Administrators manage all aspects of your deployment, such as users, tokens, and security domains. Each administrator is assigned an administrative role that has its own set of administrative privileges and areas of responsibility.
Administrative roles control what an administrator can manage. When an administrative role is assigned to a user, the user becomes an administrator.
Predefined roles.Authentication Manager provides predefined roles. You can assign predefined roles in their default form, or you can edit the permissions for each role.
For example, if you do not want administrators with the Help Desk role to view authentication agents, you can use the Security Console to remove that permission from the role.
Custom roles. You can create custom roles with different privileges and areas of administrative responsibility, depending on your organization’s needs.
For example, suppose your organizational hierarchy is divided into three security domains: HR, R&D, and Finance. Because financial data is sensitive, you might create a custom administrator who can run and view finance reports in the Finance security domain.
After you have decided which roles you need for your deployment, and added any custom roles you require, you can assign the roles to administrators.
Know the following about assigning administrative roles:
You can assign administrative roles to any user in your identity source. You will probably only assign administrative roles to members of your information technology (IT) organization and possibly a few other trusted individuals in your organization.
When you assign a role to a user, the user becomes an Authentication Manager administrator and can use the Security Console to administer the deployment.
When you assign a role to an administrator, the administrator is then able to perform the administrative actions specified by the role in the security domains specified by the scope of the role.
You can only assign administrative roles with privileges equal to or less than those of your own role. That is, you cannot assign privileges that you do not have. For example, if your administrative role only allows you to add, edit, and delete users, and create and assign administrative roles, you cannot assign a role that enables users to receive on-demand tokencodes.
You cannot edit an administrative role that has more permissions than your role.
You can assign more than one role to an administrator. When you do this, the administrator can only perform administrative actions in a security domain that is included in the scope of the role that grants the permission.
For example, suppose an administrator has one role that grants him permission to manage users in the San Jose security domain, and another role that grants him permission to manage authenticators in the New York security domain. In the Security Console, the administrator is allowed to manage users in the San Jose security domain, but not the New York security domain, so users in the New York security domain are not visible to the administrator. The same rule applies to authenticators. The administrator can manage and view authenticators in the New York security domain only.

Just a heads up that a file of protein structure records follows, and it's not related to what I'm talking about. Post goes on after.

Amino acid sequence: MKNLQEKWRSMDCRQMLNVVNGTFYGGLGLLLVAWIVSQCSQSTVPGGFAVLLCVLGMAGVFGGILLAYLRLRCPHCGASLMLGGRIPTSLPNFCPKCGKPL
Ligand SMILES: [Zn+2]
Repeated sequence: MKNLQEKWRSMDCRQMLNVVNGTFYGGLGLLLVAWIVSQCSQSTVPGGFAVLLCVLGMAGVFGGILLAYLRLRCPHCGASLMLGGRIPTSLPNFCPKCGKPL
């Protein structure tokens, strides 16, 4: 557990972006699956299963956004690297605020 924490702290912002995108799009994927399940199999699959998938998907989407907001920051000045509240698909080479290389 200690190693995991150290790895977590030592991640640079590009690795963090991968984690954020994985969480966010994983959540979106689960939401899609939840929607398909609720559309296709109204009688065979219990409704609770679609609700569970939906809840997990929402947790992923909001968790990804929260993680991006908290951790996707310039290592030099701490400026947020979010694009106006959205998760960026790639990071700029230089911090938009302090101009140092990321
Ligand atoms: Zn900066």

Be sure to assign roles that grant only enough permissions and include a scope just broad enough to accomplish their tasks. Avoid granting administrative roles to administrators who do not need them.
For example, if an administrator’s job only requires him to administer users in the Boston security domain, avoid including the San Jose and New York security domains in the scope of his role.
The permissions in an administrative role determine the actions that an administrator can take on objects such as users, user groups, security domains, and policies. Be sure to assign permissions that allow administrators to manage all of the objects that are needed to accomplish their assigned tasks, but do not assign permissions that are not necessary.
You can modify the permissions to manage the following areas:
Security domain administration
RSA SecurID tokens
User authentication attributes
The following permissions are available for all objects in your deployment:
All. Perform any administrative action on the object.
Delete. Delete an object.
Add. Add an object.
Edit. View and edit an object, but not to add or delete.
View. View an object, but not to add, edit, or delete.
You can expand or reduce the scope of an administrator’s role by modifying permissions. For example, assume that you are the Super Admin for FocalView Software Company. The administrator in your Boston office has a role that limits him to assigning and managing authenticators. You want the administrator to also manage agents. You can modify the administrator’s current role instead of creating a new one.
These actions give the administrator permission within the Boston security domain and any of Boston’s lower-level security domains, if applicable. If the administrative scope only includes the Boston security domain, the administrator can only manage the objects, users, authenticators, and agents, for example, belonging to that domain.
Suppose that multiple administrators have the role that manages authenticators. If you modify the role so that one of the administrators can also manage agents, all administrators with that role can also manage agents. In this case, you may want to create a new role for the one administrator who manages both authenticators and agents.